Saturday, February 28, 2009

First & Last Roosters:

I think about my dad a lot. That's something I never thought about before he died - he was such a stable presence that I'd never envisioned a world without him. As it is, he remains in my memory. His ways and stories pop up at appropriate moments, just as they did when his keen sense of timing presented them. It would not be accurate to say that he is gone. Maybe, as they say of foxes who elude the chase by entering their den, it would be appropriate to say that he's "gone to earth."

I spent a lot of time with him during the last months of his life, pretty much all of every day, and almost every night. He got up a lot in the night, disoriented, every half hour or so, so I slept on the floor by his bed to make sure he didn't fall or hurt himself wandering through the house. A couple of times when he was sleeping I drew him. I'd drawn him at times over the years, and we were close, so I knew he wouldn't mind. Here are two of those - the first one was at a point, not too long before he died, when he looked younger for some reason. The second one was maybe a week before he died. It's kind of a terrible sight, in some ways, but part of what he'd always taught me was to look at things the way they actually are, and accept reality as it is.











































He was an artist himself. In my Aunt Gertrude's scrapbook she describes her younger brother as "the drawer". His first passion was farming though, so all of the existent drawings I've seen are of farm animals. This drawing of various kinds of poultry was done when he was a child.























And here's a photograph of him feeding chickens when he was a little boy. I've always loved this image & I made a drawing of it - but today is too rushed to look through all the sketchbooks and find it.























Maybe a month before his death I had an idea that he might enjoy painting. I stretched a small canvas for him and put out a selection of paints. This rooster is what he did. As you can see, the drawing was done with very accurate and minimal lines - he knew exactly how roosters should look, because he raised them and observed them every day. What surprised me is that he chose not to imitate a real roosters color, and instead chose the primary colors; red, yellow, and blue. Someone familiar with my work would think I had a hand in that, as a "Primary Rooster" would be a very predictable member of two sets of subjects I've treated many times; roosters and primary colored things. But in this case, like in so many other aspects of my life, my dad did it for me.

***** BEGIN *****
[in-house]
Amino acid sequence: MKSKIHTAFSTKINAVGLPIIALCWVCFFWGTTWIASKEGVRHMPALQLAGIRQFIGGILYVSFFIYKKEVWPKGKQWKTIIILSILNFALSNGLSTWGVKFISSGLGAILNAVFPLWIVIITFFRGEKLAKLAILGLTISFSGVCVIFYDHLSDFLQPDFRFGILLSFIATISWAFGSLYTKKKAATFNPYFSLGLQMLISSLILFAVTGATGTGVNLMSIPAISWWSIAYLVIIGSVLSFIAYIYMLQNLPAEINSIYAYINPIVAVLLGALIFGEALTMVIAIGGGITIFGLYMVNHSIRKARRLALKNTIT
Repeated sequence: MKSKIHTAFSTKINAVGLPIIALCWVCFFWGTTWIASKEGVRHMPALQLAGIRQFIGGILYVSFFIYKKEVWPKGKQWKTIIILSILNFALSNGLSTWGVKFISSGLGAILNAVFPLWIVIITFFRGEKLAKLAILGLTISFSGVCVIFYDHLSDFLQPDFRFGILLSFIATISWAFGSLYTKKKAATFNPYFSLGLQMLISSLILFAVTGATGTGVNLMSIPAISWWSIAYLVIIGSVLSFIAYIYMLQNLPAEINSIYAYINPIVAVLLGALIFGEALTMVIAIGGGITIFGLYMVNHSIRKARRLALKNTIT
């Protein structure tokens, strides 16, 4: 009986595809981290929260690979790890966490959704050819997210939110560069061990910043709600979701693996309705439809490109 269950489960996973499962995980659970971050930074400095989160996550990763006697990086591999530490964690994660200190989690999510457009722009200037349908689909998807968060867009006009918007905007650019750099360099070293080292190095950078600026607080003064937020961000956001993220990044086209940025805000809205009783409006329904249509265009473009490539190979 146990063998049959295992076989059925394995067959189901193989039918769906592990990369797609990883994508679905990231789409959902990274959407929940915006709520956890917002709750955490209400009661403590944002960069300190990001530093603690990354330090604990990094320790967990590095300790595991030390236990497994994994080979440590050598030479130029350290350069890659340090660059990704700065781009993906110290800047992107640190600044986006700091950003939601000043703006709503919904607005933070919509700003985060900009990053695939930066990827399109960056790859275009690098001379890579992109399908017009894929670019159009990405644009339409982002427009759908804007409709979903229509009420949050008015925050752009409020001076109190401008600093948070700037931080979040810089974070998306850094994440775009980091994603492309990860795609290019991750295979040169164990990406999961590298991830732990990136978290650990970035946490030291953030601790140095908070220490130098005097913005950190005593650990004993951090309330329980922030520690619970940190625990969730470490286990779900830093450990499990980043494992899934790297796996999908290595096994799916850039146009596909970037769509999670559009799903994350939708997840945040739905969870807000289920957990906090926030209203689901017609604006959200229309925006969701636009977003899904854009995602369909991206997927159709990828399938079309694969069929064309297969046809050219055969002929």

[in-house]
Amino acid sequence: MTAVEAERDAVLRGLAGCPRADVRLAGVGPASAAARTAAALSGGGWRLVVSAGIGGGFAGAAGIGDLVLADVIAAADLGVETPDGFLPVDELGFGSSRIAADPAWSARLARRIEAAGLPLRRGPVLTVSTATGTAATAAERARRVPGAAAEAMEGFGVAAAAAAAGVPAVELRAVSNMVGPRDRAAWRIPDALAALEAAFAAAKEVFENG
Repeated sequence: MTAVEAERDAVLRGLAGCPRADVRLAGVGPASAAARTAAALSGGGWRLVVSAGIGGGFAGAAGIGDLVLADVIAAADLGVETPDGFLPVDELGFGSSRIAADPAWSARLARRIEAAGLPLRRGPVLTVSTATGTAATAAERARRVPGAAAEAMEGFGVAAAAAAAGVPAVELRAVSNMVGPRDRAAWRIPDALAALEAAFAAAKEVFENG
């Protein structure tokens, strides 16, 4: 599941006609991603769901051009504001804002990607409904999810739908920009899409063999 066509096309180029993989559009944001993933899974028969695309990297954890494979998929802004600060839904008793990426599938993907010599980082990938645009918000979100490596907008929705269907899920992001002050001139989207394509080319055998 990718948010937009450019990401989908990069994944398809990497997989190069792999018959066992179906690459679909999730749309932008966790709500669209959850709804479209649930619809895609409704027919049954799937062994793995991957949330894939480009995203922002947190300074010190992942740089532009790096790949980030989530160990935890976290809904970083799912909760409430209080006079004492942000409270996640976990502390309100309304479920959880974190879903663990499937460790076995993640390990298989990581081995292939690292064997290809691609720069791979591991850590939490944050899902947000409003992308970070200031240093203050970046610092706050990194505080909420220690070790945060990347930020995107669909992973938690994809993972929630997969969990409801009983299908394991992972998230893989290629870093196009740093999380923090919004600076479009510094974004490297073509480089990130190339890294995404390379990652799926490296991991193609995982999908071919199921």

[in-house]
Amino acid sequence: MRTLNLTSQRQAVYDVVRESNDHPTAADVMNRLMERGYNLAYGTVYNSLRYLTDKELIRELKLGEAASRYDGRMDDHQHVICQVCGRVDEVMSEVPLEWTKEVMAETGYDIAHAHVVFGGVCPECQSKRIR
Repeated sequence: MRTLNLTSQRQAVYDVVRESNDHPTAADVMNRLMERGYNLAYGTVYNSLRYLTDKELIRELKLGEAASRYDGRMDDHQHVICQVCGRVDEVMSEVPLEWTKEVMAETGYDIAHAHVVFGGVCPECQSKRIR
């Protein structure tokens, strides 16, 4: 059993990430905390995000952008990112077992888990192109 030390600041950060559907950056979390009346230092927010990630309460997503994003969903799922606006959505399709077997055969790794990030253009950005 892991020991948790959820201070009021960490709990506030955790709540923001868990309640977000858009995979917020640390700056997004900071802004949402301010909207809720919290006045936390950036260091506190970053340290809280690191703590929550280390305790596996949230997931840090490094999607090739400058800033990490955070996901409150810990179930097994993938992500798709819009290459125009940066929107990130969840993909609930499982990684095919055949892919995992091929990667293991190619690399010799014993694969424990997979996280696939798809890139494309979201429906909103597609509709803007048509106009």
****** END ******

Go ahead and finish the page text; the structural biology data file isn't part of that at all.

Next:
The word "aspect" reminds me of a story he used to tell. It seemed a backward farm boy went to court a girl in a fine family who considered themselves quite sophisticated. As they were sitting on the porch, a chicken with most of its feathers pulled out by the alpha hens, ran across the yard in front of them. "My! said the young lady, "What a terrible aspect!" Soon after another de-feathered chicken ran across the other way and the boy, hoping to demonstrate that he was paying attention, offered; "There goes another one with its ass pecked."

Tee hee, tee hee. - as my dad would say.






















(Conte sketch for a rooster lino-cut, done in 1999, the year my dad died.)

8 comments:

Mary Beth said...

My heart wants to display these with the the drawing that Cebah entitled "sick rooster."

Love, loss, horrible partings...how tenderly you handle these subjects! As always, I am in awe.

Cathy said...

Yes, Mary Beth, the great tenderness is the first thing that struck me about the sketches of Dan's dad.

You took his counsel well, Danny dear! Reality observed closely, and with love.

Dan Dutton said...

Mary Beth your heart has its way on our kitchen wall right now ~ primary rooster, sick rooster, & the page of poultry are in a row above the table.

Thank you to both ~ my dad was the gentlest gentleman I've ever known. I aspire to his way, knowing I'll fall short, having my mom's fiery temper & bossiness. But then he loved, or at least endured that bemused with good grace.

Mary Beth said...

My heart thanks you Dan!

In offering the knowledge that far away in a magical spot in Kentucky love, tenderness, and artistic spirit triumph over time and death, you’ve given me the courage to persevere in difficult times.

Namaste!

Dan Dutton said...

I'm very glad of that! It's nice to know that dandyland inspires beyond its material border.

We have a saying about snapping turtles that if they latch onto you they won't let go until it thunders. I like to think of myself that way, when perseverance is needed. Keep on the sunny side, Mary Beth!

SBD said...

You honor our father with dignity, grace and humor. The essence of the man. He was the kindest and most gentle of men. I married one might near that graceful~they had a special kindred spirit.

Apifera Farm said...

I understand the need/calling/? to draw and examine him in his final dying. It's like an experience so hard to comprehend, no matter what your spiritual beliefs. You were lucky to be with him and hospicing him, I did not have that.

David Miller said...

Hum, haven't looked at your blog in a while. You have a video of Grandpa painting a rooster. Is the Primary Rooster that painting?